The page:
Cohesion policy should nevertheless continue to serve as the Union’s “defence arm”, and a substantial budget should be allocated to it. However, the Commission has proposed to reduce this budget by 10% in the 2021-2022 Multiannual Financial Framework. While this is far from being the worst of the scenarios put forward a few months ago, it is clearly not commensurate with what is at stake. The reduction will affect mainly central European regions, where GDP per inhabitant is indeed catching up. The Czech Republic, for example, will lose 37% of the funds allocated to it. But a single indicator is not enough to understand the complex situations that exist at different regional levels, and it should be expanded to allow for a global approach to cohesion issues.
The budget lockdown must be lifted to enable the Union to meet its responsibilities and address the needs of European societies (against a backdrop of national budgetary constraint). Moreover, European funding synergies will not alleviate every need. Far from it. Negotiations on the future Multiannual Financial Framework must be reopened after the forthcoming elections. The question of own resources in particular must – at long last – be settled. The time has come to reduce the European budget’s reliance on national contributions, and on negotiations regarding the geographic return of these funds. In short, it’s time the European budget became a joint budget again, used to finance joint policies of high added value to Europe.
Since the 1980s, economic and social policies have been managed separately in Europe. Economic policy is handled at the European level, and social policy at the national level. This separation is no longer tenable. Instead of fostering cooperation and solidarity between Member States, which Jacques Delors called for consistently, it has prompted rivalry between European societies and their social models, which are in need of substantial modernisation. In addition to this social rivalry (coupled with the “fossilisation” of social protection), there is a lack of economic strategy at the European level, connected with the decline in its forecasting capability.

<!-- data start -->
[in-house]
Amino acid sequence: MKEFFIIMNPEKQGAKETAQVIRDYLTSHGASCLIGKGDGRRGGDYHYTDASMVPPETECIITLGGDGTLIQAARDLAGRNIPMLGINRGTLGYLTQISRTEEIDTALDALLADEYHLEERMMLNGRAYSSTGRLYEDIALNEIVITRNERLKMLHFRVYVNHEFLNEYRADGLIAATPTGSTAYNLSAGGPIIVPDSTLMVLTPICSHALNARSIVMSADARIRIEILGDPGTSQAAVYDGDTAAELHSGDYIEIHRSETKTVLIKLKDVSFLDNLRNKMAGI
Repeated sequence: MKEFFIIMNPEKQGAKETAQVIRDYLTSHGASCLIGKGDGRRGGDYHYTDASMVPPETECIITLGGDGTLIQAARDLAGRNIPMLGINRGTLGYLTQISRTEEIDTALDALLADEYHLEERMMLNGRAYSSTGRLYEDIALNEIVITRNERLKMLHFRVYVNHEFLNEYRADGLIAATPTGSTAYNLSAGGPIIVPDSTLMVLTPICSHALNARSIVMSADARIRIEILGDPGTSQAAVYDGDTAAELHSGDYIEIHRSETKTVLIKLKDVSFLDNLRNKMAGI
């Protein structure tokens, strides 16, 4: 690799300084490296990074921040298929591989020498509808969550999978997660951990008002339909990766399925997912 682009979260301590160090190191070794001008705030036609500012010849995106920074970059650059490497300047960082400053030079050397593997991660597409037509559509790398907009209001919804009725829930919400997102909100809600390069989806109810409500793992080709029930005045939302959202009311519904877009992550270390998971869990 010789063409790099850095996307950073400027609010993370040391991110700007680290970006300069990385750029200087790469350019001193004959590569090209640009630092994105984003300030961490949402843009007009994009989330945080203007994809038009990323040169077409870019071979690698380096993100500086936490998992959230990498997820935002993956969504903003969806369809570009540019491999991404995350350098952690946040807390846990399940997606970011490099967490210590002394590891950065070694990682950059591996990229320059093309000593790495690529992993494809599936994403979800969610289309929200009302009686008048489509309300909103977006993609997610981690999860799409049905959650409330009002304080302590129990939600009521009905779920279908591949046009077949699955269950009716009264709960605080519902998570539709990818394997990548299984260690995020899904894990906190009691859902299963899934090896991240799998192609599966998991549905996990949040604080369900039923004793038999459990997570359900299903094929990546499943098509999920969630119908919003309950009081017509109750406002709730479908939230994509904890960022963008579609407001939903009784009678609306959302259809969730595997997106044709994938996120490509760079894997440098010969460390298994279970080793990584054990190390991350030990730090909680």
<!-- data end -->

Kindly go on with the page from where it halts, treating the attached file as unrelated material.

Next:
Admittedly, Europe is not currently designed to be a 21st-century welfare state. Transposing national models to Europe (to create a European welfare state) is a dangerous idea that is neither feasible nor necessarily appropriate. On the other hand, the European Union has a role to play in building shared public goods that would help European countries to get future ready. Again, long-term investment is a key factor in this. Human investment in education, training, professional transitions and mobility, etc. was glaringly omitted from the Juncker plan. Yet it is prerequisite to the seemingly inevitable restructuring process. Creating a single European labour market would require substantial investment to encourage and support mobility, but also to offset State spending on training for those pursuing their careers elsewhere in Europe.
However, the separation between economic and social policies is more broadly rooted in the financialisation of the economy, and is undermining business models. Expansion of the Anglo-Saxon capitalism model and the so-called Chicago school of economic thought – under which businesses belong to their shareholders and short-term Value at Risk (VaR) prevails – has come at the expense of inconsistent Western European models. France, which is gradually moving towards the Anglo-Saxon model, is one of the best examples of this. The various events affecting European economies (resource depletion, population ageing, renewed financialisation of the economy, growing inequality, national self-interest, etc.) are entrenching this trend. We therefore need to develop a European model of capitalism, which provides for the sharing of income and responsibilities between different stakeholders, long-term forecasting, reduced inequality, etc. The idea being to create an environment that is conducive to this type of capitalism, and to long-term forecasting. The plans for a capital markets and investment union are fundamental to the creation of this development model. Again, much remains to be done to ensure that the substantial savings of Europe’s citizens are directed to where they are needed most.